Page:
The Worst of Bonnie Has Passed | NBC 6 South Florida

The Worst of Bonnie Has Passed

Tropical storm warnings have been canceled as Bonnie moves west

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    NEWSLETTERS

    Weather update (Published Friday, July 23, 2010)

    Tropical storm Bonnie has all but left South Florida and it appears most areas barely noticed her visit.

    Bonnie was making its way across South Florida on Friday, with bands of rain spreading across the mainland, but there were no reports of damage or injuries.   

    The National Hurricane Center said Bonnie came ashore Friday midday near Cutler Bay, about 20 miles south of Miami, with top sustained winds of 40 mph. The storm was headed over South Florida on a track to cross the Gulf of Mexico near the site of the massive BP oil spill by Sunday.

    All tropical storm warnings for South Florida, the Keys and the Bahamas have been canceled.

    Bonnie is now a tropical depression.

    "This is a disorganized tropical storm, so there will be some breaks in the clouds particularly as the storm moves on," said Dennis Feltgen, spokesman for the National Hurricane Center in Miami. "We've had some claps of thunder that rattled the building."

    Feltgen advised swimmers and surfers to steer clear from the beaches for now.

    "This is not the kind of weather you want to be in surfing. We've had in the last several days very dangerous rip currents, and that was before the storm came," he said.

    Mike Hirooka, of Hirooka Surf and Sport on Miami Beach, said he had to cancel two surfing and kite surfing classes Friday because of the weather, and he expected to cancel his scheduled appointments Saturday.

    "When it's tropical storm conditions, I don't want to take that chance," he said.

    In Hallandale Beach, Fire Rescue and Public Works workers had been handing out sand bags but by late Friday morningg said they had temporarily run out.

    Officials said they had handed out 1,200 sand bags and were expecting a new shipment early in the afternoon.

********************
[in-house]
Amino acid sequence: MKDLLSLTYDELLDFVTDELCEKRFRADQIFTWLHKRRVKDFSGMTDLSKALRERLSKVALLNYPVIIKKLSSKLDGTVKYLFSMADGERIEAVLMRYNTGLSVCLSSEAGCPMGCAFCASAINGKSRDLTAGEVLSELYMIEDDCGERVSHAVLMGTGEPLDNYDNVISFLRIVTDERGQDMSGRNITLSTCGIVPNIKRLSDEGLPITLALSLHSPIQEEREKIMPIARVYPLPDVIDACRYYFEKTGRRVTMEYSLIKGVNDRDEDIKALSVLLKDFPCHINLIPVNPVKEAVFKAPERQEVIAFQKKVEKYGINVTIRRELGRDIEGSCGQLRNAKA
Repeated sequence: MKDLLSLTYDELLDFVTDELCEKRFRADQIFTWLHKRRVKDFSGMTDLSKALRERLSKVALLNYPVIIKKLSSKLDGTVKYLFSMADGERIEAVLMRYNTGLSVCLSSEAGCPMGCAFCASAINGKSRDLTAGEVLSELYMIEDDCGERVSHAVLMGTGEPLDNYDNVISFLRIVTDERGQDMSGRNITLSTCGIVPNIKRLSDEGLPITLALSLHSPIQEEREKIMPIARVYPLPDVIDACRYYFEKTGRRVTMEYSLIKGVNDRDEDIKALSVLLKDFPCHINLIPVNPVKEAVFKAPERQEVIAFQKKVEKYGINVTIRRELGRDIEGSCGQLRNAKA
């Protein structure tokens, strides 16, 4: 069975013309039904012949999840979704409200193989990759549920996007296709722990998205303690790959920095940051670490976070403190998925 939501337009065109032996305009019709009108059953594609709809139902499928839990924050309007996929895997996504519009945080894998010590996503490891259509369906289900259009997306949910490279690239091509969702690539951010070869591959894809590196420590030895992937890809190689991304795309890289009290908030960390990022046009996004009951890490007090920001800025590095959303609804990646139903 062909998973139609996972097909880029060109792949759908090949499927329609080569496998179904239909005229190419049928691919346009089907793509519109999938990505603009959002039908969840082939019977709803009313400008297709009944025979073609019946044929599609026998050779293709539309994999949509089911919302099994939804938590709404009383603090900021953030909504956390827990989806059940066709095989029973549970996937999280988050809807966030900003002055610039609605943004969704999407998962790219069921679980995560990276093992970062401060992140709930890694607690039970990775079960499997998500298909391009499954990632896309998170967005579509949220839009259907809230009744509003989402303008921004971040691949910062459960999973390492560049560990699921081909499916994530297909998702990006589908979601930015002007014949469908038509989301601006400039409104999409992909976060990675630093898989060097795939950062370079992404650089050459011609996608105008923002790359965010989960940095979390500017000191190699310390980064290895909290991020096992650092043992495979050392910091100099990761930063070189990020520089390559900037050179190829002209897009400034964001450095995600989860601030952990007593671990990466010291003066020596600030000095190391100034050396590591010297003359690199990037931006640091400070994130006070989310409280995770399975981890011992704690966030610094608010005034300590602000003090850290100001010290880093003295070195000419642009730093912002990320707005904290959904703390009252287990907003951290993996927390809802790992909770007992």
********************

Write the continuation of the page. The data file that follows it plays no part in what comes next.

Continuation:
Further south, the Florida Keys were calm Friday afternoon.

    "I have not received any calls that conditions are bad," said Irene Toner, Monroe County Emergency Management director.

    At 7 a.m., there was only a slight drizzle over Marathon. Only 30 evacuees -- including tourists and residents who live on boats -- made their way to the two Monroe County shelters that were opened. Both were closed by 10 a.m. due to the calm weather, Toner said. 

    Tropical storm warnings were in place for much of Florida's east coast and from the Florida Panhandle at Destin to Morgan City, La.

    Bonnie is expected to strengthen when it moves over the Gulf late Friday and Saturday. The storm is moving west-northwest near 18 mph.

    In the Panhandle, where Bonnie is expected to churn up waters over the weekend, Florida emergency officials were removing hundreds of thousands of feet of boom as Bonnie churned north. The boom is being used to protect portions of the coast from the Gulf oil spill.

    Coast Guard Cmdr. Joe Boudrow said officials were worried about high winds and rough waters ruining the boom, pushing the boom into sensitive wetlands and damaging those areas and about the boom making it difficult for ships trying to get out of the storm's path.

    "It's important we get as much boom out of the water as possible as the storm approaches," he said.

    After the storm, officials will review how the rough seas have caused the oil slicks to move. That movement will likely change skimming operations off the Panhandle, he said.

    "The high seas and the winds will help mix and weather the oil and that's good, but the bad side is that the oil gets distributed over a winder area and it's harder to keep track of. Will have to go back out and look at our skimming operations and our fish closures," he said.

    Click here for a full list of storm closures throughout South Florida.